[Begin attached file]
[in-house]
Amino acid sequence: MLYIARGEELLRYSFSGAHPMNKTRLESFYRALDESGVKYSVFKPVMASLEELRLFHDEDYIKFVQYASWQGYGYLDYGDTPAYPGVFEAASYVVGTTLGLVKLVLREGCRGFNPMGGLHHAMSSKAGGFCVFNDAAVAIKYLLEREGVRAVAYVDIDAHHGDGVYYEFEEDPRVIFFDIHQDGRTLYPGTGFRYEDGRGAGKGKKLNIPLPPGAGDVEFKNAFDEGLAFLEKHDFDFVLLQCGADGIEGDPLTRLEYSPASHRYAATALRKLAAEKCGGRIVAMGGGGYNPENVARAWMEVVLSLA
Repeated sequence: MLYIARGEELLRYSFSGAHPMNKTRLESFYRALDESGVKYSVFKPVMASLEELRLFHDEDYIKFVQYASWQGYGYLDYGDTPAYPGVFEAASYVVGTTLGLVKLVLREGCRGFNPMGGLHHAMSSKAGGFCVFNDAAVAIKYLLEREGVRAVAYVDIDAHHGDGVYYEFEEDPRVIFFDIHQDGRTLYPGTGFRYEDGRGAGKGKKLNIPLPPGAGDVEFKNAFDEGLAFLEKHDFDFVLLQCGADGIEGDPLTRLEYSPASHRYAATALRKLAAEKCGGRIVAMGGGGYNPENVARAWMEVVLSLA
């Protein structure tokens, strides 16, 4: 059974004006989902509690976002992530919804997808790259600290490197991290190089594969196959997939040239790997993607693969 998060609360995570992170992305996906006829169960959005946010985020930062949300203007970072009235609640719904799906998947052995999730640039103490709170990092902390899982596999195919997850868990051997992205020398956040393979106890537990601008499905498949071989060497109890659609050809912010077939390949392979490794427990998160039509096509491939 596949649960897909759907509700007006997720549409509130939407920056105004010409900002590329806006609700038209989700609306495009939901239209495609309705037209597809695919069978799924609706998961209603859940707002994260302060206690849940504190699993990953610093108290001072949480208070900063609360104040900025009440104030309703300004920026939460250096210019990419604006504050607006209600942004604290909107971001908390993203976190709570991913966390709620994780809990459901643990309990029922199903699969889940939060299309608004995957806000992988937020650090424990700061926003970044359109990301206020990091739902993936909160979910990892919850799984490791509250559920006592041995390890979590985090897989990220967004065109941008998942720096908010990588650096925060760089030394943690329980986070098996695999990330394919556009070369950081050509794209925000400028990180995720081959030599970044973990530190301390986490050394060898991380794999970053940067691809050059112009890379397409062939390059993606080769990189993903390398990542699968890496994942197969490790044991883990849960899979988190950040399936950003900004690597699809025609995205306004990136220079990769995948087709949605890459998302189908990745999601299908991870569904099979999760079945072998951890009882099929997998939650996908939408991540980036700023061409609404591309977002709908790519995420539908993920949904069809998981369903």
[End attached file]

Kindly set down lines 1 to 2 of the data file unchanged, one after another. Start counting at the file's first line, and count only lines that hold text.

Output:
[in-house]
Amino acid sequence: MLYIARGEELLRYSFSGAHPMNKTRLESFYRALDESGVKYSVFKPVMASLEELRLFHDEDYIKFVQYASWQGYGYLDYGDTPAYPGVFEAASYVVGTTLGLVKLVLREGCRGFNPMGGLHHAMSSKAGGFCVFNDAAVAIKYLLEREGVRAVAYVDIDAHHGDGVYYEFEEDPRVIFFDIHQDGRTLYPGTGFRYEDGRGAGKGKKLNIPLPPGAGDVEFKNAFDEGLAFLEKHDFDFVLLQCGADGIEGDPLTRLEYSPASHRYAATALRKLAAEKCGGRIVAMGGGGYNPENVARAWMEVVLSLA